Perla Cruz Lopez (24), Mexico, MSc architecture

“You notice the effects of the crisis when you ask your friends about finding a job in Netherlands, and they tell you wonderful stories about how, once upon a time, the jobs looked for you, not you for the jobs. The crisis hasn’t affected my family back home, so at the moment there’s no problem, but for the final semesters of study, some students may face problems, and I might be one of them. I can’t say there’s been a special change in my lifestyle yet, because I’ve always been conscious about money. It would be helpful if the TU created more opportunities for students to do internships at companies, as this creates many real opportunities for students and lets companies get to know better the eligible students for future employment. The crisis has however changed my plans for after graduation. I’d like to work here, but it’s really hard for international students to find jobs in Europe now.”
Ali Karkhaneh (27), Iran, MSc

“Despite the crisis, I’m making the same amount of money as before. I have a couple of shares that went down, but I didn’t cash them in yet. I still get the same amount of money from my parents each month, and maybe they feel something of the crisis, but not much. I’ve always worked part-time, and I’m even thinking of investing some more, because I believe everything will be alright in a couple years. I didn’t realize students were so much affected by the crisis, but I think TU Delft could help by making some arrangements for students who are already here and are having problems, like a low-interest loan that students have to pay back before they graduate, with perhaps an option for working for the university. In terms of the crisis affecting future plans, I don’t really have specific plans yet, but I do know a guy who already had a contract with Akzo Nobel, but when the financial crisis came, Akzo tried to alter the contract, although I don’t know if that was solely because of the crisis.”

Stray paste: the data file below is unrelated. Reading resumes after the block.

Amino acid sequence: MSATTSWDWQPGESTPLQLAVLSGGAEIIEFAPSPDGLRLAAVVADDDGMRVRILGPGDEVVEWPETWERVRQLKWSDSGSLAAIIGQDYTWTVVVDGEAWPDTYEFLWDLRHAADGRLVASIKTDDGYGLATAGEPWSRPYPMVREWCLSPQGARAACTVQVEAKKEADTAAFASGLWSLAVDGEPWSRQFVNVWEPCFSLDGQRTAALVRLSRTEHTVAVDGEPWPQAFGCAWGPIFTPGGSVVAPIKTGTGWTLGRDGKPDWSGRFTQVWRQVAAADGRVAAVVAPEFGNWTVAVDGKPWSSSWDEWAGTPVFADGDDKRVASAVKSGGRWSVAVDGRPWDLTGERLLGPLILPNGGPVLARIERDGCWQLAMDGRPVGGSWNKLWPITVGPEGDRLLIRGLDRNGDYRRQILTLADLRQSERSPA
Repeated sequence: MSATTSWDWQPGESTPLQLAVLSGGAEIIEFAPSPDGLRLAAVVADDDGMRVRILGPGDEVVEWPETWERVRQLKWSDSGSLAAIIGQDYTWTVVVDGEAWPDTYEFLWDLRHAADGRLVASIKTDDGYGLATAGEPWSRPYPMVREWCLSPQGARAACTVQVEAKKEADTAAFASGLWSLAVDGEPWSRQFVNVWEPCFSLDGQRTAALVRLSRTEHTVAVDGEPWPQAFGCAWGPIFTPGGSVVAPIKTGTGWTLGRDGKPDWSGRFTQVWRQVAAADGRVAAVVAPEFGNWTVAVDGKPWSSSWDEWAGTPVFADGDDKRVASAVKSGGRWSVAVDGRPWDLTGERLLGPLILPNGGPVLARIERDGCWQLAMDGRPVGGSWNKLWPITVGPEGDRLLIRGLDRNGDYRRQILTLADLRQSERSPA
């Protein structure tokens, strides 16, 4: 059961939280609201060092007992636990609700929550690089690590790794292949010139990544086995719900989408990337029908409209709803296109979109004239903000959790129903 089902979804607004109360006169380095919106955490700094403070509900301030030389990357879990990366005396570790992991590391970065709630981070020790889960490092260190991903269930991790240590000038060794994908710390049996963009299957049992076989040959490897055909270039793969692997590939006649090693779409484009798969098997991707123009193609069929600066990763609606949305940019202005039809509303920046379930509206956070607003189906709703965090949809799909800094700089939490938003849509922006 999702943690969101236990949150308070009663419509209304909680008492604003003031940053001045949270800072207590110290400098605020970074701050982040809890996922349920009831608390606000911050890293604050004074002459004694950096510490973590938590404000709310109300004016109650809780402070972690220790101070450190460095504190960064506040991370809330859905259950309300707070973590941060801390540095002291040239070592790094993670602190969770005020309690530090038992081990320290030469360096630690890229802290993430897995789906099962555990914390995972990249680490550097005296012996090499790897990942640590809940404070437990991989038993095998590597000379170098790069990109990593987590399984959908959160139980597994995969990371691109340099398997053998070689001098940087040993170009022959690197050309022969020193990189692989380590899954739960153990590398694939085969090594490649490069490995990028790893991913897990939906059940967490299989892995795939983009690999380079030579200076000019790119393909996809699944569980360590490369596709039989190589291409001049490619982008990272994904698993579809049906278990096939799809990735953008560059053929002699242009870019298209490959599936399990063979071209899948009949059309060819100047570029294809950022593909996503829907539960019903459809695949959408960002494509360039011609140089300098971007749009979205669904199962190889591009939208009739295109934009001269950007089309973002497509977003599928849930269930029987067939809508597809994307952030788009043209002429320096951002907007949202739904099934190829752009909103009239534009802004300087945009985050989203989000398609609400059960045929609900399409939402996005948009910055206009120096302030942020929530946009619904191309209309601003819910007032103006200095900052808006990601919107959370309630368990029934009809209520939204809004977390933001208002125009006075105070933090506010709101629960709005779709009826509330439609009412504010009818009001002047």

Sebastiaan Nooij (22), Netherlands, BSc molecular science and technology

“I’ve not exactly felt the effects of the crisis, although knowing that it’s affecting other family members means it does impact me. The crisis is affecting the Kenyan economy, but fortunately it hasn’t yet had a significant impact on my family. The crisis hasn’t really changed how I live, but it does make me more conscious about how quickly things can change, and it’s meant that I’m now thinking much more about my chances of finding a job after graduation. Hopefully by then most of the repercussions will be over. Regarding international students, allowing part-time work for those affected would help. The TU should negotiate much harder with the Dutch government about the draconian regulations international students face with regard to finding part-time work. It’s incredibly difficult to find part-time jobs, and the rules are needlessly strict compared with other European countries.”
Lucia Wamiti, Kenya, BSc aerospace engineering

In de videoboodschap, die ook is te zien op Youtube, vertelt Fokkema dat de samenwerking tussen de TU en de gemeente van groot belang is. “Niet alleen voor de universiteit maar ook voor de stad. De stad vaart er wel bij, en dat komt omdat studenten meedenken over wat er in de stad nodig is.”

Fokkema doet zijn oproep in het vorig jaar geopende Mekelpark. “Het Mekelpark is het bewijs van een goede samenwerking tussen de TU en de gemeente. Niet alleen is het een ruimte om in te studeren, iedere Delftenaar kan genieten van dit park.”

Fokkema roept de studenten op ervoor te zorgen dat het studentenbelang goed in de gaten wordt gehouden.

Editor Redactie

Do you have a question or comment about this article?

Comments are closed.